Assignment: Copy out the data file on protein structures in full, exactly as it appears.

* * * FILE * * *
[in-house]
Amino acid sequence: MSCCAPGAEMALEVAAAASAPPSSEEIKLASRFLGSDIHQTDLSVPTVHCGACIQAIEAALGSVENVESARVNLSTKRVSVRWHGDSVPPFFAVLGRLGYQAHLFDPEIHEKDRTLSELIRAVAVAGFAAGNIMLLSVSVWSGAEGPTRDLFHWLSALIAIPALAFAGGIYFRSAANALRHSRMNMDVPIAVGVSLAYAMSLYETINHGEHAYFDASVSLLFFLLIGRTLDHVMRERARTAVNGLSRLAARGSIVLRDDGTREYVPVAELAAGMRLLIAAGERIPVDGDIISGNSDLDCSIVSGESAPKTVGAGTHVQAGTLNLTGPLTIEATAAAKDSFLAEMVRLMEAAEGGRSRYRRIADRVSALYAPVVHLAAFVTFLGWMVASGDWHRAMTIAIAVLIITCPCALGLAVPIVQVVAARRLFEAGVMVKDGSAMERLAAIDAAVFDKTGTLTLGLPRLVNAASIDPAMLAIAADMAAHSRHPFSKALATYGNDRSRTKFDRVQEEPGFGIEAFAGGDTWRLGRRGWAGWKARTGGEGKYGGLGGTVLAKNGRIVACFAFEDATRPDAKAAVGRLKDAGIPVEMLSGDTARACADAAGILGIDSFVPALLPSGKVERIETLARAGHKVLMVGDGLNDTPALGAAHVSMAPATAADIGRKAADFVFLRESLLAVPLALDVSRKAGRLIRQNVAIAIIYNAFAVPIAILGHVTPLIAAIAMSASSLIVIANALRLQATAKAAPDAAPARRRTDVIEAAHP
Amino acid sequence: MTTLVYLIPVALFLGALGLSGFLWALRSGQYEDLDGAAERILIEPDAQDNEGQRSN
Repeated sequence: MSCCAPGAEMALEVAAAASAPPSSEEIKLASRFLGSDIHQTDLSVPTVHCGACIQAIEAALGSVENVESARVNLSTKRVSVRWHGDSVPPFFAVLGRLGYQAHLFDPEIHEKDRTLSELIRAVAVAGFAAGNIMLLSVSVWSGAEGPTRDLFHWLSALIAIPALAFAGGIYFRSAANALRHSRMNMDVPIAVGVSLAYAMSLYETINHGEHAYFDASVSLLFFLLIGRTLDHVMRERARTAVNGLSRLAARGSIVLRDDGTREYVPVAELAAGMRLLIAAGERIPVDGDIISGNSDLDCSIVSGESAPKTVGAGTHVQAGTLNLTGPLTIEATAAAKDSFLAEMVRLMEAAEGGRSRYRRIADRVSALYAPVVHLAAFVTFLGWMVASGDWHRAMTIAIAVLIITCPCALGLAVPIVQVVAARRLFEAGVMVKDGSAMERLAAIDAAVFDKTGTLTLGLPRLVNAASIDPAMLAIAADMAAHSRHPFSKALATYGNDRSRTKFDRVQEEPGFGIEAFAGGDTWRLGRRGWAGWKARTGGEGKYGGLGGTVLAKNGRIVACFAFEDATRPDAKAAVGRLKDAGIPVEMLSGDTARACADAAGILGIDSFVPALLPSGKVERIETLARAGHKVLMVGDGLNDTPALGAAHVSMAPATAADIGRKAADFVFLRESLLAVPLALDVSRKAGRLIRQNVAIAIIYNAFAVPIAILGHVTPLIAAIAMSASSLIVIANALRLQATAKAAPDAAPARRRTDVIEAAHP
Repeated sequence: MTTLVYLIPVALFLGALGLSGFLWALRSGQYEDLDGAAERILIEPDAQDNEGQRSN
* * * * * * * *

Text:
[in-house]
Amino acid sequence: MSCCAPGAEMALEVAAAASAPPSSEEIKLASRFLGSDIHQTDLSVPTVHCGACIQAIEAALGSVENVESARVNLSTKRVSVRWHGDSVPPFFAVLGRLGYQAHLFDPEIHEKDRTLSELIRAVAVAGFAAGNIMLLSVSVWSGAEGPTRDLFHWLSALIAIPALAFAGGIYFRSAANALRHSRMNMDVPIAVGVSLAYAMSLYETINHGEHAYFDASVSLLFFLLIGRTLDHVMRERARTAVNGLSRLAARGSIVLRDDGTREYVPVAELAAGMRLLIAAGERIPVDGDIISGNSDLDCSIVSGESAPKTVGAGTHVQAGTLNLTGPLTIEATAAAKDSFLAEMVRLMEAAEGGRSRYRRIADRVSALYAPVVHLAAFVTFLGWMVASGDWHRAMTIAIAVLIITCPCALGLAVPIVQVVAARRLFEAGVMVKDGSAMERLAAIDAAVFDKTGTLTLGLPRLVNAASIDPAMLAIAADMAAHSRHPFSKALATYGNDRSRTKFDRVQEEPGFGIEAFAGGDTWRLGRRGWAGWKARTGGEGKYGGLGGTVLAKNGRIVACFAFEDATRPDAKAAVGRLKDAGIPVEMLSGDTARACADAAGILGIDSFVPALLPSGKVERIETLARAGHKVLMVGDGLNDTPALGAAHVSMAPATAADIGRKAADFVFLRESLLAVPLALDVSRKAGRLIRQNVAIAIIYNAFAVPIAILGHVTPLIAAIAMSASSLIVIANALRLQATAKAAPDAAPARRRTDVIEAAHP
Amino acid sequence: MTTLVYLIPVALFLGALGLSGFLWALRSGQYEDLDGAAERILIEPDAQDNEGQRSN
Repeated sequence: MSCCAPGAEMALEVAAAASAPPSSEEIKLASRFLGSDIHQTDLSVPTVHCGACIQAIEAALGSVENVESARVNLSTKRVSVRWHGDSVPPFFAVLGRLGYQAHLFDPEIHEKDRTLSELIRAVAVAGFAAGNIMLLSVSVWSGAEGPTRDLFHWLSALIAIPALAFAGGIYFRSAANALRHSRMNMDVPIAVGVSLAYAMSLYETINHGEHAYFDASVSLLFFLLIGRTLDHVMRERARTAVNGLSRLAARGSIVLRDDGTREYVPVAELAAGMRLLIAAGERIPVDGDIISGNSDLDCSIVSGESAPKTVGAGTHVQAGTLNLTGPLTIEATAAAKDSFLAEMVRLMEAAEGGRSRYRRIADRVSALYAPVVHLAAFVTFLGWMVASGDWHRAMTIAIAVLIITCPCALGLAVPIVQVVAARRLFEAGVMVKDGSAMERLAAIDAAVFDKTGTLTLGLPRLVNAASIDPAMLAIAADMAAHSRHPFSKALATYGNDRSRTKFDRVQEEPGFGIEAFAGGDTWRLGRRGWAGWKARTGGEGKYGGLGGTVLAKNGRIVACFAFEDATRPDAKAAVGRLKDAGIPVEMLSGDTARACADAAGILGIDSFVPALLPSGKVERIETLARAGHKVLMVGDGLNDTPALGAAHVSMAPATAADIGRKAADFVFLRESLLAVPLALDVSRKAGRLIRQNVAIAIIYNAFAVPIAILGHVTPLIAAIAMSASSLIVIANALRLQATAKAAPDAAPARRRTDVIEAAHP
Repeated sequence: MTTLVYLIPVALFLGALGLSGFLWALRSGQYEDLDGAAERILIEPDAQDNEGQRSN